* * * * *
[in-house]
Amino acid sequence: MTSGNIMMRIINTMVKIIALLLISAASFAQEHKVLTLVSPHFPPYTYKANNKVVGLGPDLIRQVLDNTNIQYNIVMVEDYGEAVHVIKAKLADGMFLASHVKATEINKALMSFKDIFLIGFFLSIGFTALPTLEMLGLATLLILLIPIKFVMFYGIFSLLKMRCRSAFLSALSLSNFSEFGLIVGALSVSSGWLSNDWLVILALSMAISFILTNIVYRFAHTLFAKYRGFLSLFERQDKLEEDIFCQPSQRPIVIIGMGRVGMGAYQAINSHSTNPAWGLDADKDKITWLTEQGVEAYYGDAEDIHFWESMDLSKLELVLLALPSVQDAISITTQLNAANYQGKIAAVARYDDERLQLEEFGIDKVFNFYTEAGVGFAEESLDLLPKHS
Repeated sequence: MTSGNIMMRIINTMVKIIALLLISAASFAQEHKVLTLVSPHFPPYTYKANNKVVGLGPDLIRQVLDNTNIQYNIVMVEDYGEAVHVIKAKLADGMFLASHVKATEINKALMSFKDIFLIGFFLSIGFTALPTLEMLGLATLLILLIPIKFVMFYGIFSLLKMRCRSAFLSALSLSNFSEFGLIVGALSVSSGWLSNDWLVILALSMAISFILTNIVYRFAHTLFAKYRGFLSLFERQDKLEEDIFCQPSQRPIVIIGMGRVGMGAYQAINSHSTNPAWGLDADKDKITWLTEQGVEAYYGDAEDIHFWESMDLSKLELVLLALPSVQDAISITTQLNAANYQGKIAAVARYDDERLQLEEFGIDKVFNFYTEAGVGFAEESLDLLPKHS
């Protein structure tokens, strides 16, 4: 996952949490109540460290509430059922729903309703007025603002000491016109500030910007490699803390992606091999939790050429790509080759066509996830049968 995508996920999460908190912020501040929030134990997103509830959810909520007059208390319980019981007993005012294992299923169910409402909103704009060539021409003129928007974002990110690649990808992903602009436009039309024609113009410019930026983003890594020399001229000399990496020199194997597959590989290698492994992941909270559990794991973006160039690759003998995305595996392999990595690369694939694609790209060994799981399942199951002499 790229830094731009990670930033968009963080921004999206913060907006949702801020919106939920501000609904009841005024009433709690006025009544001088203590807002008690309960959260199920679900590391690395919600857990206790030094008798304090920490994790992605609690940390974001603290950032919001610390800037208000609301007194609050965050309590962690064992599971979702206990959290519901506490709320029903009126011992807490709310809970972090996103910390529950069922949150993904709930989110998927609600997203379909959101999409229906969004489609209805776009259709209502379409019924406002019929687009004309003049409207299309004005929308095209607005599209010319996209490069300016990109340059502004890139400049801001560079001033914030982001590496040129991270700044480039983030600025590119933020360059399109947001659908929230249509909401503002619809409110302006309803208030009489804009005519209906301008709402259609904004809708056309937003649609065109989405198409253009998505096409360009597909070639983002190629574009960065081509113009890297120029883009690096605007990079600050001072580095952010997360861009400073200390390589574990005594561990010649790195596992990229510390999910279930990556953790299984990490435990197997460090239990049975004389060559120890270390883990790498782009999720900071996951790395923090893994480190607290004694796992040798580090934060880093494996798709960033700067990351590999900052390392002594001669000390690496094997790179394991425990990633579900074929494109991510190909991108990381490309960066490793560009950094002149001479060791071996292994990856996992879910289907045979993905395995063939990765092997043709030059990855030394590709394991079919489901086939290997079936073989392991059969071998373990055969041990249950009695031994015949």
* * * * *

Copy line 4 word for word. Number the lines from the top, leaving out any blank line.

């Protein structure tokens, strides 16, 4: 996952949490109540460290509430059922729903309703007025603002000491016109500030910007490699803390992606091999939790050429790509080759066509996830049968 995508996920999460908190912020501040929030134990997103509830959810909520007059208390319980019981007993005012294992299923169910409402909103704009060539021409003129928007974002990110690649990808992903602009436009039309024609113009410019930026983003890594020399001229000399990496020199194997597959590989290698492994992941909270559990794991973006160039690759003998995305595996392999990595690369694939694609790209060994799981399942199951002499 790229830094731009990670930033968009963080921004999206913060907006949702801020919106939920501000609904009841005024009433709690006025009544001088203590807002008690309960959260199920679900590391690395919600857990206790030094008798304090920490994790992605609690940390974001603290950032919001610390800037208000609301007194609050965050309590962690064992599971979702206990959290519901506490709320029903009126011992807490709310809970972090996103910390529950069922949150993904709930989110998927609600997203379909959101999409229906969004489609209805776009259709209502379409019924406002019929687009004309003049409207299309004005929308095209607005599209010319996209490069300016990109340059502004890139400049801001560079001033914030982001590496040129991270700044480039983030600025590119933020360059399109947001659908929230249509909401503002619809409110302006309803208030009489804009005519209906301008709402259609904004809708056309937003649609065109989405198409253009998505096409360009597909070639983002190629574009960065081509113009890297120029883009690096605007990079600050001072580095952010997360861009400073200390390589574990005594561990010649790195596992990229510390999910279930990556953790299984990490435990197997460090239990049975004389060559120890270390883990790498782009999720900071996951790395923090893994480190607290004694796992040798580090934060880093494996798709960033700067990351590999900052390392002594001669000390690496094997790179394991425990990633579900074929494109991510190909991108990381490309960066490793560009950094002149001479060791071996292994990856996992879910289907045979993905395995063939990765092997043709030059990855030394590709394991079919489901086939290997079936073989392991059969071998373990055969041990249950009695031994015949």